Funding the Drive to Optimize rPET for Additive Manufacturing
Prize from America Makes is designed to develop recycled PET for 3D printing.
A pair of U.S. defense-related organizations have awarded funds to a project designed to optimize recycled PET (rPET) and rPET-based composites in filament-fed material extrusion 3D printing.
The National Center for Defense Manufacturing and Machining (NCDMM) and America Makes, the national additive manufacturing innovation institute, recently announced that two winners will share their $1.2 million Environmental Additive Research for Tomorrow’s Habitat (EARTH) Project.
One winning project is examining “Powder and Process Optimization for Sustainable Additive Manufacturing” (POSAM), while the other aims to “Accelerate Additive in U.S. Department of Defense (DoD) Applications of High-Performance Recycled Polymers.”
This article focuses on the latter project. Currently, virgin thermoplastics are the primary feedstock for additive manufacturing (AM). America Makes notes the “urgent need to find ways to make recycled materials more user-friendly while maintaining consistent performance characteristics.”
Ohio Firm Spearheading The Effort
IC3D Inc., a Hilliard, Ohio-based company active in polymer filament production and 3D printing, is leading the rPET initiative. Its customers on this project are the U.S. Army Combat Capabilities Development Command (DEVCOM) Chemical Biological Center (CBC) and Army Research Laboratory (ARL). To advance this research, IC3D also is collaborating with Pennsylvania’s Harrisburg University and Ohio State University’s Center for Design and Manufacturing Excellence (CDME).
Polyester-based PET is known for its mechanical and thermal properties, including very good chemical resistance and dimensional stability. When used in additive manufacturing, however, the semi-crystalline nature of PET and rPET makes them prone to warping caused by changes in density brought on by the formation of crystalline regions.
That means that AM of rPET requires strict printing and ambient chamber temperatures to prevent distortions that compromise part quality, dimensional accuracy, and overall printability. Additionally, rPET requires a higher working temperature compared to other commodity 3D printing thermoplastic materials. The 3D printing industry has been slow to adopt PET due to these issues.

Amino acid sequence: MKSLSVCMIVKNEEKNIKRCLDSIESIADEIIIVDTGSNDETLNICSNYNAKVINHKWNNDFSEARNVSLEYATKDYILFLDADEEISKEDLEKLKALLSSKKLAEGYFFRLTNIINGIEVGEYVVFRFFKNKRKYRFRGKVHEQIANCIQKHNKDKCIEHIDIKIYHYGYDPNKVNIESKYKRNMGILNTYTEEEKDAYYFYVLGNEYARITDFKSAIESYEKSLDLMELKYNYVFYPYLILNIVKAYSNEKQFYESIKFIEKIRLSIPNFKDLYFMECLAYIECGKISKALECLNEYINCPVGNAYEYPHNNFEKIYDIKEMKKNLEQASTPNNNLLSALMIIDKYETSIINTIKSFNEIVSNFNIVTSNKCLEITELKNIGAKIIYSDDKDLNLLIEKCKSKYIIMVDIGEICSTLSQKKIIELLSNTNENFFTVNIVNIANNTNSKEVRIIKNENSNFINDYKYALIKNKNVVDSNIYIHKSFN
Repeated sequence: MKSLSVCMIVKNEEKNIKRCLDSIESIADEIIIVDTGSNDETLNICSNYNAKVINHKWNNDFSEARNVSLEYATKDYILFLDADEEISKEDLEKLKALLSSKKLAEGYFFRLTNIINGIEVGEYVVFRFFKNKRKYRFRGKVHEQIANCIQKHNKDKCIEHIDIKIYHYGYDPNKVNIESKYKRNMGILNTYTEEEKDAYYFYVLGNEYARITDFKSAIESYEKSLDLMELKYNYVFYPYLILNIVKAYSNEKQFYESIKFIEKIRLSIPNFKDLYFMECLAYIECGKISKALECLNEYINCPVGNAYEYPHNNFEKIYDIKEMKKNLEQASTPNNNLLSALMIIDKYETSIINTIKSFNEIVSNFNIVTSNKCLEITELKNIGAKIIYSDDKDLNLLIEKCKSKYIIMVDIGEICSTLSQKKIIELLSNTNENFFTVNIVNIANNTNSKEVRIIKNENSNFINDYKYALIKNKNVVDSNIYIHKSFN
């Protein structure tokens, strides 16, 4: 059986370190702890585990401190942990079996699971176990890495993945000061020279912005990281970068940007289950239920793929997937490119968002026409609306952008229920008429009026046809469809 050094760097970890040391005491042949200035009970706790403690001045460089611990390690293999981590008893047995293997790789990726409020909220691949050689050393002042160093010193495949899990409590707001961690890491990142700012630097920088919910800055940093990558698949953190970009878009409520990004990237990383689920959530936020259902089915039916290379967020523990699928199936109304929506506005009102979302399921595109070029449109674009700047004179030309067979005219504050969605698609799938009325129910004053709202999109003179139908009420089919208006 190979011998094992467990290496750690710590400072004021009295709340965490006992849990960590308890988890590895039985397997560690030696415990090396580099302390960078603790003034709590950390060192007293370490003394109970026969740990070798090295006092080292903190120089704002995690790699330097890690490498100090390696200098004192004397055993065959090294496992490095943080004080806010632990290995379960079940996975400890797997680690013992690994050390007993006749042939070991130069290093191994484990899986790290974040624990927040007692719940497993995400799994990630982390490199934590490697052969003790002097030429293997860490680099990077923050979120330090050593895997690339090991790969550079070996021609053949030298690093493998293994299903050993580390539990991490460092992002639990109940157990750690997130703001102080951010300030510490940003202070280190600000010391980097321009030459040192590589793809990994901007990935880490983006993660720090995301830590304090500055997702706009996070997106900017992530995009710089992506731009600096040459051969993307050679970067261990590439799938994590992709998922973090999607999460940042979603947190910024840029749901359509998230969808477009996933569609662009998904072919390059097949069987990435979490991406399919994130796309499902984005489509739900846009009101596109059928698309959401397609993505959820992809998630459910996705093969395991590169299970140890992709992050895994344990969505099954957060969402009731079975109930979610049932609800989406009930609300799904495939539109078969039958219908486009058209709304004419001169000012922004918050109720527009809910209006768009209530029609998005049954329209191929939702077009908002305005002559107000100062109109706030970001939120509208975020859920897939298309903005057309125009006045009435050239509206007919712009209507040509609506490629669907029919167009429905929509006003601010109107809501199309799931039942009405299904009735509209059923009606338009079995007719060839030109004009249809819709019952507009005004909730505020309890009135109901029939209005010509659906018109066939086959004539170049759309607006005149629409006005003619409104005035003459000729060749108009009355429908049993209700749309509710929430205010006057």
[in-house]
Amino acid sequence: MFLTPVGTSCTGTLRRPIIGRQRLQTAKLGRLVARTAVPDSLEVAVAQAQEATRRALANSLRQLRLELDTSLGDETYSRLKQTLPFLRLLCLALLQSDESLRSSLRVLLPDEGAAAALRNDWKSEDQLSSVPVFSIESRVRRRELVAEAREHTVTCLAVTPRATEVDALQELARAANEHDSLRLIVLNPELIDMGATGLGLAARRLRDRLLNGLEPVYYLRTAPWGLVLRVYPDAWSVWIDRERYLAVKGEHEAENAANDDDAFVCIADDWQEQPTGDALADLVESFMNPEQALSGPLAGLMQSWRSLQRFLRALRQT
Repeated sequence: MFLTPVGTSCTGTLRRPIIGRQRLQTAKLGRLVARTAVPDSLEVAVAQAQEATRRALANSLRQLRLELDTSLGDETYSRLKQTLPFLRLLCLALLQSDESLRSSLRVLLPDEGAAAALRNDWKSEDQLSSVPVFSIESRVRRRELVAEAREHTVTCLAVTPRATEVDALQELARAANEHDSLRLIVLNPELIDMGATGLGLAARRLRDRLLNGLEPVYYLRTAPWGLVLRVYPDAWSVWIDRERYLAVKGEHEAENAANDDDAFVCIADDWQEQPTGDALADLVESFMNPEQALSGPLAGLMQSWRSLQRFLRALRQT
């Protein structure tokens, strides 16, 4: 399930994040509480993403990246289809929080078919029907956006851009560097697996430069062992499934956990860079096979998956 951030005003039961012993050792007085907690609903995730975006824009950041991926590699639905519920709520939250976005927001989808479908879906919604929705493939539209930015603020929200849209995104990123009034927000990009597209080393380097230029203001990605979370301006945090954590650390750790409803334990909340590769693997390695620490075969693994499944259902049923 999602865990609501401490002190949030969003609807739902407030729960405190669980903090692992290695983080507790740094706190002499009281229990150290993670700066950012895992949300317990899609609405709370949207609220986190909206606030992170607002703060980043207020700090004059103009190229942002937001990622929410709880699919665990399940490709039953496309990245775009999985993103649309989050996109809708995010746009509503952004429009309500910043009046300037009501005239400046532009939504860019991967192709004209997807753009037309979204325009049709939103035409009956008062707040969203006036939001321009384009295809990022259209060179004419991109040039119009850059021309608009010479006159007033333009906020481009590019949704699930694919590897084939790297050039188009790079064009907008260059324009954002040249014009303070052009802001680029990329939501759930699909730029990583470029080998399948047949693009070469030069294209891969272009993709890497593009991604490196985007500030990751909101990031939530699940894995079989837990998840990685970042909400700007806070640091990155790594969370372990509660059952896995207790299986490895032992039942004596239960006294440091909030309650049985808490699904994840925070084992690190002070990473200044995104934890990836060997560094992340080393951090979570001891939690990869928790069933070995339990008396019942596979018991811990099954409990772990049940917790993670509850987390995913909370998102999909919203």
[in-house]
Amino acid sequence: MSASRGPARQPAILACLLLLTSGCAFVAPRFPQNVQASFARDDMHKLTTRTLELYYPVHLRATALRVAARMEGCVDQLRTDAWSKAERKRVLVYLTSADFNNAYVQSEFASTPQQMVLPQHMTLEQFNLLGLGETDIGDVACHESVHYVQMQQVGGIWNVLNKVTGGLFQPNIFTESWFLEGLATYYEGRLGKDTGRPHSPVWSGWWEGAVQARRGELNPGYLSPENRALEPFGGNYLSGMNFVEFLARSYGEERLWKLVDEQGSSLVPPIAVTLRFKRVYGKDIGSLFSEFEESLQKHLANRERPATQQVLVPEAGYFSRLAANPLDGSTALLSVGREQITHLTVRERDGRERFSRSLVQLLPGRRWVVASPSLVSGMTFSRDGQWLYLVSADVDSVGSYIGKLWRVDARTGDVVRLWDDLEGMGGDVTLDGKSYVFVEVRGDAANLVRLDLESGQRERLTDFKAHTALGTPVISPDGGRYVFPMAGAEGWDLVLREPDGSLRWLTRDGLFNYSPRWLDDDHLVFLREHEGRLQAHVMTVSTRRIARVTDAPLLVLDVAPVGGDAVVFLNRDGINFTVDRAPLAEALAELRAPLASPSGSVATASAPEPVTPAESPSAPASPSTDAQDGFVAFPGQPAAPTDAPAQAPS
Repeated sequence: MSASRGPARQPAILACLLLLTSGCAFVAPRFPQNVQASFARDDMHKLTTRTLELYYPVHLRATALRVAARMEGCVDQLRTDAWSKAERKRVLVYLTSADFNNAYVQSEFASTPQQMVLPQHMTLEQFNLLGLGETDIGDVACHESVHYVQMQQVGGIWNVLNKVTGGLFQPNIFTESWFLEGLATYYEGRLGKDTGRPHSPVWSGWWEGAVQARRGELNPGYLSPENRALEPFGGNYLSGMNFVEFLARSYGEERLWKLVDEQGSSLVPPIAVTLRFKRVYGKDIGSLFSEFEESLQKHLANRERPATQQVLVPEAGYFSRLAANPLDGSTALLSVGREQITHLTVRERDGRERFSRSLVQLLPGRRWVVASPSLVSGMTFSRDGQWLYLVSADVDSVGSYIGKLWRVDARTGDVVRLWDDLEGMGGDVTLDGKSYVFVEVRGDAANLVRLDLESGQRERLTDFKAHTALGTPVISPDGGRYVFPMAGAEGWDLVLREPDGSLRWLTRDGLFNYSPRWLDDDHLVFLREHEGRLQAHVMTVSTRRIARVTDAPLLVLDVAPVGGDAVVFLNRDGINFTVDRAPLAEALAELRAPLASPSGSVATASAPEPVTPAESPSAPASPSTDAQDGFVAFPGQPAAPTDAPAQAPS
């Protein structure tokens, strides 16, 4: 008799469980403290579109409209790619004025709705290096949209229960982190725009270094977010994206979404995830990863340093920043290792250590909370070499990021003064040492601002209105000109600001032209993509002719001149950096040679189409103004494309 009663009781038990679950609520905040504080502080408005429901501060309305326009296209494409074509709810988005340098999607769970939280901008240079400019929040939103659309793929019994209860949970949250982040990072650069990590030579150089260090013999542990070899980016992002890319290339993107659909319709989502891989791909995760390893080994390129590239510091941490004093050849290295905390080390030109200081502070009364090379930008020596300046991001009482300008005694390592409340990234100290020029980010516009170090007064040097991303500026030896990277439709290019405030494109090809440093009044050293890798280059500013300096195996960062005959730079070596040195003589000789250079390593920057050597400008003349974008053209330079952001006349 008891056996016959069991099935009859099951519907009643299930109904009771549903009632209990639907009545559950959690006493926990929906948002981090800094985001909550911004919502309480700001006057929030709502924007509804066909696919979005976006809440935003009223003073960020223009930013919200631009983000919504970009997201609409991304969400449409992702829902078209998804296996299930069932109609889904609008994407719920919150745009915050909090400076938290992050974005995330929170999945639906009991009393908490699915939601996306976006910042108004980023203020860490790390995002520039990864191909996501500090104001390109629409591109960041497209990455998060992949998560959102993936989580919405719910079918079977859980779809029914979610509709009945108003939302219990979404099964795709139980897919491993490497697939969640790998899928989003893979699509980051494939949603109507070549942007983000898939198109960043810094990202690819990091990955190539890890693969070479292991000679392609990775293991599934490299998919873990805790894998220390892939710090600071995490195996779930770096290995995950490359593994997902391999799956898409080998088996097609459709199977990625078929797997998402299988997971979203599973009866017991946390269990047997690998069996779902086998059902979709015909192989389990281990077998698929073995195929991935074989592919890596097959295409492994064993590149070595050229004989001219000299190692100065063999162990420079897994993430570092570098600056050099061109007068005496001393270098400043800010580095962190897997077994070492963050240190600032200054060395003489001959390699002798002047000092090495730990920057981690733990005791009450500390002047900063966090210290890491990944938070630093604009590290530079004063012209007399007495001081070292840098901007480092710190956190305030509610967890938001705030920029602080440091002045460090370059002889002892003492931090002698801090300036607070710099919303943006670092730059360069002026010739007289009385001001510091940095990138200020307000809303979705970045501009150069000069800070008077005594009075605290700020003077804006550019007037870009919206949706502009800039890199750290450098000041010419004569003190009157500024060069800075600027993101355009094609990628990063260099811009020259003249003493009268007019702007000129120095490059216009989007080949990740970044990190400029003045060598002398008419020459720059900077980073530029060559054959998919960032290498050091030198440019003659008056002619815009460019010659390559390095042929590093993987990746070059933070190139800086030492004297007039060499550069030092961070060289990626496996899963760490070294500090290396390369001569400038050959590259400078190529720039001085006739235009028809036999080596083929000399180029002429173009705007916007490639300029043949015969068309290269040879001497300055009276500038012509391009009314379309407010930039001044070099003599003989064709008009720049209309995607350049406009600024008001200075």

The goal: Develop Robust rPET Filament
Using funding from the EARTH Project, IC3D and its partners aim to develop and validate robust rPET and rPET-based composite materials suitable for filament-fed material extrusion 3D printing. The project will evaluate the suitability of various materials, compound novel materials, optimize printing characteristics, and perform material characterization and mechanical testing.
To ensure printability and enhance performance, the team plans to formulate novel rPET composites containing modifiers. “We will investigate two distinct modifiers to rPET –– two different thermoplastic elastomers (TPEs), and a pair of fiber additives: glass and carbon. In each case, the modifier acts to limit warpage in the material.”
U.S. Army Unit Provides Data on Test Parts
Using Design of Experiments (DOE) methodologies, the team will refine printing parameters and investigate the mechanical and thermal properties of the developed materials. U.S. Army DEVCOM has provided 3D data on two sets of parts –– one highly detailed and the other easier to print –– for potential case studies.
The team says it will conduct demonstrations of the optimized rPET material for each of those use cases. The goal is to pave the way for comprehensive technical, economic, and sustainability evaluations. The project’s technical period will cover the next 21 months, with an additional three months allowed for reporting.
The Effort Aims to Bolster U.S. Supply Chain
Youngstown, Ohio-based America Makes says this program “will immediately impact the growth of the domestic U.S supply chain,” as IC3D intends to commercialize an rPET material informed by the findings of this program.
The EARTH Project was funded by the Office of the Under Secretary of Defense, Research and Engineering Manufacturing Technology Office and the Air Force Research Laboratory.
NCDMM notes that its mission is to drive manufacturing technology and process advancements throughout the DoD to ensure the U.S. warfighter always has a superior advantage. It manages America Makes as one of its programs.